Shippers and carriers use several spot rate indices to benchmark their contracts. The Shanghai Shipping Exchange launched the first container rate index, the Shanghai Containerized Freight Index, in 2005. It now indexes spot rates on 15 export trade lanes out of China.
Other indexes include the World Container Index of spot prices on 11 trade lanes assessed by Drewry Shipping Consultants and Singapore’s Cleartrade Exchange; the China Container Freight Index; Container Trade Statistics’ spot rates in the Asia-Europe trade; and the TSA Revenue Index, which tracks average revenue per 40-foot container among the 15 carrier members of the Transpacific Stabilization Agreement in the Asia-to-U.S. trade.
Only a handful of U.S. shippers have negotiated indexed contracts. The Federal Maritime Commission has 45,000 contracts on file, only 62 (or less than 1.4 percent) of which are based on indexed freight rates, FMC General Counsel Rebecca Fenneman said. Of the total, 19 contracts were filed by carriers with at least one indexed contract. Twelve of the 23 beneficial cargo owners that have filed contracts have more than one indexed contract, and two have at least nine indexed contracts.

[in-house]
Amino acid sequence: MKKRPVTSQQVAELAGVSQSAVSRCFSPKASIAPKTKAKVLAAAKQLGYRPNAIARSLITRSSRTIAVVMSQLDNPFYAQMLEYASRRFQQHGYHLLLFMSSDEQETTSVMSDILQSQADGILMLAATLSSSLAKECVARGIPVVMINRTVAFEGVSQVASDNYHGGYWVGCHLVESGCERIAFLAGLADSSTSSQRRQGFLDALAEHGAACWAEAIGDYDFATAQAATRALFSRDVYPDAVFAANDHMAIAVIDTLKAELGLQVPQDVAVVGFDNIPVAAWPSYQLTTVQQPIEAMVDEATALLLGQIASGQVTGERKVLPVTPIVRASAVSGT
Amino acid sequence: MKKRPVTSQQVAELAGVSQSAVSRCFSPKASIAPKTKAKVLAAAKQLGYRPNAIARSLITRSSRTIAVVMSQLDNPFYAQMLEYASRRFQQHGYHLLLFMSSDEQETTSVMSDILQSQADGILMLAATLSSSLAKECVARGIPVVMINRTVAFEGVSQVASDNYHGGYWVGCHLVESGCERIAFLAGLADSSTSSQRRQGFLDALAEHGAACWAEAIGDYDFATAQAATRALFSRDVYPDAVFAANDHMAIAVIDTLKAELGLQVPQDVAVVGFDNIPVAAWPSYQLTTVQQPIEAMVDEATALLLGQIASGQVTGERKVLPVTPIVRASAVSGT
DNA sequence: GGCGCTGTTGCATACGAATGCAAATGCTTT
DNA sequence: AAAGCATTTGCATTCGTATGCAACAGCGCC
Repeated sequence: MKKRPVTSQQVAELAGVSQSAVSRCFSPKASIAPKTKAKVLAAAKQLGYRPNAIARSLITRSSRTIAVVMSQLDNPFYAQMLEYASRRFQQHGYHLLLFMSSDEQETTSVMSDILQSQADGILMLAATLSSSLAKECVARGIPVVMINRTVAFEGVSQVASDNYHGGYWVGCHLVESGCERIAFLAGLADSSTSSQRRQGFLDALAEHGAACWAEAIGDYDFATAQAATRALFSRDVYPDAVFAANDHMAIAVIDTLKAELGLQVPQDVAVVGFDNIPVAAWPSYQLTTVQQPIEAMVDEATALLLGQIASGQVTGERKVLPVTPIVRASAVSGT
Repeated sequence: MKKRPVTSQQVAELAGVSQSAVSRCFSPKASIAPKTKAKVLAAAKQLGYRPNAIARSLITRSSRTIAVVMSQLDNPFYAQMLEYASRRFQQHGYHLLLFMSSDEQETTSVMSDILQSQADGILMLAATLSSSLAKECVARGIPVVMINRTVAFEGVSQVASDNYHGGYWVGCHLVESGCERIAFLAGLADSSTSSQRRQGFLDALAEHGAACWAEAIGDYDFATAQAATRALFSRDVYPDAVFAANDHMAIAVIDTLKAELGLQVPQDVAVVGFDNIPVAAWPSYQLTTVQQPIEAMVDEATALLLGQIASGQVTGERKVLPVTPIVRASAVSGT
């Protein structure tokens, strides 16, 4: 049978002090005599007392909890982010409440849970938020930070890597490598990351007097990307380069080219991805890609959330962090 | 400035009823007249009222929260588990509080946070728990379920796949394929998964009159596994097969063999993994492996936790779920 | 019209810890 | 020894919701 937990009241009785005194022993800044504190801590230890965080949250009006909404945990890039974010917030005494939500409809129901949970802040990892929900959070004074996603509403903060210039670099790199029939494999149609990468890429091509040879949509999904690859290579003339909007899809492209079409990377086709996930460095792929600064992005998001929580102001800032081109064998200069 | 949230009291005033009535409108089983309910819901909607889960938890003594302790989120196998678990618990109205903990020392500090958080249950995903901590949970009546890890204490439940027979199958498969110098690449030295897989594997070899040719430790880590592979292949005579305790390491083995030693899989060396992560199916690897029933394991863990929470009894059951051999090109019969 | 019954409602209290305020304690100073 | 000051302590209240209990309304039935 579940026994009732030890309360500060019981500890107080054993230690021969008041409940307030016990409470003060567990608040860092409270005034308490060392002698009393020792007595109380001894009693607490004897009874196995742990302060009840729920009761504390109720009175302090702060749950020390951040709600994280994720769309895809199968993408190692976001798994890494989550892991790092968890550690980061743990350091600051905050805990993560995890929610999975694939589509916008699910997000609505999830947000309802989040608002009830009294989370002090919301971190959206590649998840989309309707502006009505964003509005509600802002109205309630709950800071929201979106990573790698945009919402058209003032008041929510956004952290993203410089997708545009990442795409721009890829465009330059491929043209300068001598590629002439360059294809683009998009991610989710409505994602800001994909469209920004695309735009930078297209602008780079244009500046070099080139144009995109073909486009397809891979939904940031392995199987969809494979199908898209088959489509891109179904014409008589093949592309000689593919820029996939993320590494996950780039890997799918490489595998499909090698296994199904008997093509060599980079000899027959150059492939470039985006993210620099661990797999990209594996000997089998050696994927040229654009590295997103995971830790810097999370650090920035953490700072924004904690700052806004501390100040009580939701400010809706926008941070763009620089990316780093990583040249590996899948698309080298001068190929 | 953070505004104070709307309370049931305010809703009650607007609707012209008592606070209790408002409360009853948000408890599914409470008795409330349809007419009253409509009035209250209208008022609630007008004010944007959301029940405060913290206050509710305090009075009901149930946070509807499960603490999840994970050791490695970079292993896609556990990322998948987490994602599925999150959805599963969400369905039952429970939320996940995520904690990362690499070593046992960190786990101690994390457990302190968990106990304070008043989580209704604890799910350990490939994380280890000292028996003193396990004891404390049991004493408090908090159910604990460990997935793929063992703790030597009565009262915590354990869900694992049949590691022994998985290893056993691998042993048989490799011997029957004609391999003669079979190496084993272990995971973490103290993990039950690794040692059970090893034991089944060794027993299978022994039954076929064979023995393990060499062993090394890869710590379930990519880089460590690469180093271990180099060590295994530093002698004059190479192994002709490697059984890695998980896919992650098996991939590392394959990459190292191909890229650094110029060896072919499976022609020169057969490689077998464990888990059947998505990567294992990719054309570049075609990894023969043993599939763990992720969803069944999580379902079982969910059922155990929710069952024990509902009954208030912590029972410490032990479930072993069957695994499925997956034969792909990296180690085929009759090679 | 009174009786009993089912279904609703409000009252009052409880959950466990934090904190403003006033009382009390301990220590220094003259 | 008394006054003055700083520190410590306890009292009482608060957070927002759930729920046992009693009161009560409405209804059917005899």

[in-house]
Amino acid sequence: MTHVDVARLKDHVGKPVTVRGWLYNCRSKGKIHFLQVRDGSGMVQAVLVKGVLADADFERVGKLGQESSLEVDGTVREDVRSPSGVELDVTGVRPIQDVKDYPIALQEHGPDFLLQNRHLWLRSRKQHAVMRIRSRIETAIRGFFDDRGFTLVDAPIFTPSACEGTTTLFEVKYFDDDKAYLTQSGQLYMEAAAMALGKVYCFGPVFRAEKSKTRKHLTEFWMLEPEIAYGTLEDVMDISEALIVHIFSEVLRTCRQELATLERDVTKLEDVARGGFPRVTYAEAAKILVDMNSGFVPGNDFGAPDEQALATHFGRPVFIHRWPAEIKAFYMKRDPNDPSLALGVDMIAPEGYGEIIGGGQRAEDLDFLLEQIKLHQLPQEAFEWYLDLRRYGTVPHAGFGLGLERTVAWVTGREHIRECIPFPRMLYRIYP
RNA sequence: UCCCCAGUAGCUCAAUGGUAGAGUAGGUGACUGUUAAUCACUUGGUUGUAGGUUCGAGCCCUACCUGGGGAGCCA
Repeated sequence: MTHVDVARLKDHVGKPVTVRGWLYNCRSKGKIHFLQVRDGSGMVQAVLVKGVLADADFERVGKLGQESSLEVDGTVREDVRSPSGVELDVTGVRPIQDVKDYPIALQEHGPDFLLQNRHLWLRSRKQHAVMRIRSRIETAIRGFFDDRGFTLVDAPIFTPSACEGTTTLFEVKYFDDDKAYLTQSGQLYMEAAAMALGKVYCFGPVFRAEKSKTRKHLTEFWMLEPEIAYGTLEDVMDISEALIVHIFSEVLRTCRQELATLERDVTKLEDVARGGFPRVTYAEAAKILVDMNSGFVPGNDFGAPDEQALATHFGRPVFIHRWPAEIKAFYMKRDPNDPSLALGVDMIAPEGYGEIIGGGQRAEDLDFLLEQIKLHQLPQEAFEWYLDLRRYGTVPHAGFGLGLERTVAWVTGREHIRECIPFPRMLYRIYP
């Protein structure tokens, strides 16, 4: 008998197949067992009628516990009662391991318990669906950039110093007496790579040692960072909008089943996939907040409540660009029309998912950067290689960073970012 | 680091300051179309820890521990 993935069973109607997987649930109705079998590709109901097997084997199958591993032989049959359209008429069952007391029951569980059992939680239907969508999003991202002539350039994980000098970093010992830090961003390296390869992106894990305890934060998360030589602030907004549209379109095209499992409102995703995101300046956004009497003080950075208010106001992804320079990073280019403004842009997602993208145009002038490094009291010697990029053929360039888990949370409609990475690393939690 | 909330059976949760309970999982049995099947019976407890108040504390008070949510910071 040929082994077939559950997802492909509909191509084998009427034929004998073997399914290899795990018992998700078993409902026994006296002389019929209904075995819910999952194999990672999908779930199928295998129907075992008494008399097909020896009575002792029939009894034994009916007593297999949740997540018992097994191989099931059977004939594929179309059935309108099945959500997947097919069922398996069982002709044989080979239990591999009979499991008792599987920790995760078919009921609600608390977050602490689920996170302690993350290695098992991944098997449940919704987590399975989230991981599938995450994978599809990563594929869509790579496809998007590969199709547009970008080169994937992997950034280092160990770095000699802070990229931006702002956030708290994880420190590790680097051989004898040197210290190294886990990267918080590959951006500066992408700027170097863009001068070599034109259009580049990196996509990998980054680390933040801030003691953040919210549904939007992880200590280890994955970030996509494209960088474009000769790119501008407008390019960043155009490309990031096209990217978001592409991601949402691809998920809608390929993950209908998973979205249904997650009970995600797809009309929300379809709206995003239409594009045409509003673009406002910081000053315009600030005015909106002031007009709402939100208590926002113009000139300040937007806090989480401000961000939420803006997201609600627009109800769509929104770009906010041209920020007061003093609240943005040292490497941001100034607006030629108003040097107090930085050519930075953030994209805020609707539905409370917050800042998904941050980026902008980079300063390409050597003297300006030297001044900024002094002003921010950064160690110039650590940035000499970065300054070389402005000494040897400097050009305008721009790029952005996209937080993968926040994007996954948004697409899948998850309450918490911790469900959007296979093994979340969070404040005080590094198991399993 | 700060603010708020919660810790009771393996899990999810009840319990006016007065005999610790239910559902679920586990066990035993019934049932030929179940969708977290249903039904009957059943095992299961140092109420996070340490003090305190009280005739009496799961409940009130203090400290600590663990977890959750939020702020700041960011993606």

U.S. shippers are using different indices as bases for these contracts. Of the 62 contracts, 23 are based on the WCI, 18 on the CCFI, nine on the TSA index and eight on the SCFI.
The FMC is considering creating its own index of export rates, because the existing rate indices are oriented toward U.S. imports, and only two include U.S. export rates. It issued an inquiry on its Web site in May asking for comments on the idea, and interested parties can do so until July 9.
“The FMC is looking at whether it should even get into the business of putting together a rate index,” Fenneman said.
U.S. agricultural exporters are very interested in export rate indices, but she said the FMC doesn’t want to impact the competitive context for shippers and carriers.